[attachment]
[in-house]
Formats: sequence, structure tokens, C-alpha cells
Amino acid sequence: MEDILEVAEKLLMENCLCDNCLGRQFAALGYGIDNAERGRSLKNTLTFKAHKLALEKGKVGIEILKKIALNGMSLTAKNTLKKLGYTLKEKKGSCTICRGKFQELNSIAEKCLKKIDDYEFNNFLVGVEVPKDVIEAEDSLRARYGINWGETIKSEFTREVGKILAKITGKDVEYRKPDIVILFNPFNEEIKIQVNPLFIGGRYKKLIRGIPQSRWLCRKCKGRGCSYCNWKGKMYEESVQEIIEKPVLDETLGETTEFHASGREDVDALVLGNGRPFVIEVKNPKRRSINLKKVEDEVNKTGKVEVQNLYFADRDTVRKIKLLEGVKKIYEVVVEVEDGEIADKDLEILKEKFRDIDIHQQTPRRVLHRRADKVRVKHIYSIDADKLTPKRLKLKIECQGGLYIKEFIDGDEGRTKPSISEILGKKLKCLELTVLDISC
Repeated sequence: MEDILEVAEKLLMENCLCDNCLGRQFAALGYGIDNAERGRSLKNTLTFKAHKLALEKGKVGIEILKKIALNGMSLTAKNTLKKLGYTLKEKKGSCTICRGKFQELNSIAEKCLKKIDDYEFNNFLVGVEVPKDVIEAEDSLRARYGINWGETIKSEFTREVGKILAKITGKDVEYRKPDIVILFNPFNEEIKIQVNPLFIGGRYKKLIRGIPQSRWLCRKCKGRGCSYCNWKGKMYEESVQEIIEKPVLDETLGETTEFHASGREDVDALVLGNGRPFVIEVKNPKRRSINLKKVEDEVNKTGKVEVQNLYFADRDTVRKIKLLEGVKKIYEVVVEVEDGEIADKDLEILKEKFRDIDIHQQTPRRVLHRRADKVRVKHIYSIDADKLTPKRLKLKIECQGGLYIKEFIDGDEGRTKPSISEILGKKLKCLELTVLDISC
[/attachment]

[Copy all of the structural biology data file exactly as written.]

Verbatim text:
[in-house]
Formats: sequence, structure tokens, C-alpha cells
Amino acid sequence: MEDILEVAEKLLMENCLCDNCLGRQFAALGYGIDNAERGRSLKNTLTFKAHKLALEKGKVGIEILKKIALNGMSLTAKNTLKKLGYTLKEKKGSCTICRGKFQELNSIAEKCLKKIDDYEFNNFLVGVEVPKDVIEAEDSLRARYGINWGETIKSEFTREVGKILAKITGKDVEYRKPDIVILFNPFNEEIKIQVNPLFIGGRYKKLIRGIPQSRWLCRKCKGRGCSYCNWKGKMYEESVQEIIEKPVLDETLGETTEFHASGREDVDALVLGNGRPFVIEVKNPKRRSINLKKVEDEVNKTGKVEVQNLYFADRDTVRKIKLLEGVKKIYEVVVEVEDGEIADKDLEILKEKFRDIDIHQQTPRRVLHRRADKVRVKHIYSIDADKLTPKRLKLKIECQGGLYIKEFIDGDEGRTKPSISEILGKKLKCLELTVLDISC
Repeated sequence: MEDILEVAEKLLMENCLCDNCLGRQFAALGYGIDNAERGRSLKNTLTFKAHKLALEKGKVGIEILKKIALNGMSLTAKNTLKKLGYTLKEKKGSCTICRGKFQELNSIAEKCLKKIDDYEFNNFLVGVEVPKDVIEAEDSLRARYGINWGETIKSEFTREVGKILAKITGKDVEYRKPDIVILFNPFNEEIKIQVNPLFIGGRYKKLIRGIPQSRWLCRKCKGRGCSYCNWKGKMYEESVQEIIEKPVLDETLGETTEFHASGREDVDALVLGNGRPFVIEVKNPKRRSINLKKVEDEVNKTGKVEVQNLYFADRDTVRKIKLLEGVKKIYEVVVEVEDGEIADKDLEILKEKFRDIDIHQQTPRRVLHRRADKVRVKHIYSIDADKLTPKRLKLKIECQGGLYIKEFIDGDEGRTKPSISEILGKKLKCLELTVLDISC